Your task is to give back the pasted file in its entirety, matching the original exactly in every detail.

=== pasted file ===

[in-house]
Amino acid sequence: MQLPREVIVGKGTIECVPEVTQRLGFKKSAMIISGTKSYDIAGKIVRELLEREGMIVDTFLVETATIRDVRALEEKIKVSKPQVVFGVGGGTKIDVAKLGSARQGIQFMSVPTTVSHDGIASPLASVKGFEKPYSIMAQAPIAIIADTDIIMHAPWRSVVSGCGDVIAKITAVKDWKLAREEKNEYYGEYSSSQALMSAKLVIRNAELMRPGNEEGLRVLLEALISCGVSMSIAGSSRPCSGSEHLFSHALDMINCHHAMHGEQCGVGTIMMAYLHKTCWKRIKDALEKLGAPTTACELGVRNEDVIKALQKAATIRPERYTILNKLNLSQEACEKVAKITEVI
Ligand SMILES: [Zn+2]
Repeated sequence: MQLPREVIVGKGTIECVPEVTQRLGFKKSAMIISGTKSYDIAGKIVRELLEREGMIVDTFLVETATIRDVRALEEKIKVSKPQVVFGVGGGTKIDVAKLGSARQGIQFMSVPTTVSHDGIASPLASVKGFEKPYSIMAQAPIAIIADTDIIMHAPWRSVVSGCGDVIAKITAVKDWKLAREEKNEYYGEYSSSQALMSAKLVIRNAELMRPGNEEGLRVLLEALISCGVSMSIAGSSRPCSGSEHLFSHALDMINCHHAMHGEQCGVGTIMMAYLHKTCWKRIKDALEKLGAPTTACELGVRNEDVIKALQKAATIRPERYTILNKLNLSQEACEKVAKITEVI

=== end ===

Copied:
[in-house]
Amino acid sequence: MQLPREVIVGKGTIECVPEVTQRLGFKKSAMIISGTKSYDIAGKIVRELLEREGMIVDTFLVETATIRDVRALEEKIKVSKPQVVFGVGGGTKIDVAKLGSARQGIQFMSVPTTVSHDGIASPLASVKGFEKPYSIMAQAPIAIIADTDIIMHAPWRSVVSGCGDVIAKITAVKDWKLAREEKNEYYGEYSSSQALMSAKLVIRNAELMRPGNEEGLRVLLEALISCGVSMSIAGSSRPCSGSEHLFSHALDMINCHHAMHGEQCGVGTIMMAYLHKTCWKRIKDALEKLGAPTTACELGVRNEDVIKALQKAATIRPERYTILNKLNLSQEACEKVAKITEVI
Ligand SMILES: [Zn+2]
Repeated sequence: MQLPREVIVGKGTIECVPEVTQRLGFKKSAMIISGTKSYDIAGKIVRELLEREGMIVDTFLVETATIRDVRALEEKIKVSKPQVVFGVGGGTKIDVAKLGSARQGIQFMSVPTTVSHDGIASPLASVKGFEKPYSIMAQAPIAIIADTDIIMHAPWRSVVSGCGDVIAKITAVKDWKLAREEKNEYYGEYSSSQALMSAKLVIRNAELMRPGNEEGLRVLLEALISCGVSMSIAGSSRPCSGSEHLFSHALDMINCHHAMHGEQCGVGTIMMAYLHKTCWKRIKDALEKLGAPTTACELGVRNEDVIKALQKAATIRPERYTILNKLNLSQEACEKVAKITEVI